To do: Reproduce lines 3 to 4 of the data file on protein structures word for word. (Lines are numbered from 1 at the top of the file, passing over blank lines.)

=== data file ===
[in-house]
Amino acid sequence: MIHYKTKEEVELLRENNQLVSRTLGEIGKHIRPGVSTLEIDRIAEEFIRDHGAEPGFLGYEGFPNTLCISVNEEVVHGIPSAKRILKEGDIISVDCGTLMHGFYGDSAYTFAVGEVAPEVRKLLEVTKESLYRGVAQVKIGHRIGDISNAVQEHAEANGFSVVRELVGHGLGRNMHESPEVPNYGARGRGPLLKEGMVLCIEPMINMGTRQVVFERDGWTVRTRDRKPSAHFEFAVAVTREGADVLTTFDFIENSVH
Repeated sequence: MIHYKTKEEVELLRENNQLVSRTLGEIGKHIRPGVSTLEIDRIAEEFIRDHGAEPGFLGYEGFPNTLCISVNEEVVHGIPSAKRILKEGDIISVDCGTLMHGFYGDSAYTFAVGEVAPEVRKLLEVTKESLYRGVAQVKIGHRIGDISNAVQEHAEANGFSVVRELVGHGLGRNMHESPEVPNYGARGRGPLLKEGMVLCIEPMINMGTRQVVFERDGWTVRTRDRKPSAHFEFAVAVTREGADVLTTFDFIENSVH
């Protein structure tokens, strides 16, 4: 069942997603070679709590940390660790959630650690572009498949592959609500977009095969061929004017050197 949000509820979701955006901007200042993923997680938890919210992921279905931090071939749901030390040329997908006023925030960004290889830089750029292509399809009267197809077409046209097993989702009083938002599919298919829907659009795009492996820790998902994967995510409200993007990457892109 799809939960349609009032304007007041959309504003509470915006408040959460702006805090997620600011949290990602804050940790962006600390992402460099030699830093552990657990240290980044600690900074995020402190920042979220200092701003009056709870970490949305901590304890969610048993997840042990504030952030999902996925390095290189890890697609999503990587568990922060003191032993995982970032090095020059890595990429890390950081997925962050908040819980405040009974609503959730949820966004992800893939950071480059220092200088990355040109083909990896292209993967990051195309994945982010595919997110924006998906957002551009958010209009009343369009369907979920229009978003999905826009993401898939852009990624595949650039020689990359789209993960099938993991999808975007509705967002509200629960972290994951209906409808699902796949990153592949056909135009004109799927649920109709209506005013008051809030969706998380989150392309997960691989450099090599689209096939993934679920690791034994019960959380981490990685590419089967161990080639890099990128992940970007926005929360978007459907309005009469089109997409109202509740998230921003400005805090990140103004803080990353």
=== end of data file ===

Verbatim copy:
Repeated sequence: MIHYKTKEEVELLRENNQLVSRTLGEIGKHIRPGVSTLEIDRIAEEFIRDHGAEPGFLGYEGFPNTLCISVNEEVVHGIPSAKRILKEGDIISVDCGTLMHGFYGDSAYTFAVGEVAPEVRKLLEVTKESLYRGVAQVKIGHRIGDISNAVQEHAEANGFSVVRELVGHGLGRNMHESPEVPNYGARGRGPLLKEGMVLCIEPMINMGTRQVVFERDGWTVRTRDRKPSAHFEFAVAVTREGADVLTTFDFIENSVH
């Protein structure tokens, strides 16, 4: 069942997603070679709590940390660790959630650690572009498949592959609500977009095969061929004017050197 949000509820979701955006901007200042993923997680938890919210992921279905931090071939749901030390040329997908006023925030960004290889830089750029292509399809009267197809077409046209097993989702009083938002599919298919829907659009795009492996820790998902994967995510409200993007990457892109 799809939960349609009032304007007041959309504003509470915006408040959460702006805090997620600011949290990602804050940790962006600390992402460099030699830093552990657990240290980044600690900074995020402190920042979220200092701003009056709870970490949305901590304890969610048993997840042990504030952030999902996925390095290189890890697609999503990587568990922060003191032993995982970032090095020059890595990429890390950081997925962050908040819980405040009974609503959730949820966004992800893939950071480059220092200088990355040109083909990896292209993967990051195309994945982010595919997110924006998906957002551009958010209009009343369009369907979920229009978003999905826009993401898939852009990624595949650039020689990359789209993960099938993991999808975007509705967002509200629960972290994951209906409808699902796949990153592949056909135009004109799927649920109709209506005013008051809030969706998380989150392309997960691989450099090599689209096939993934679920690791034994019960959380981490990685590419089967161990080639890099990128992940970007926005929360978007459907309005009469089109997409109202509740998230921003400005805090990140103004803080990353």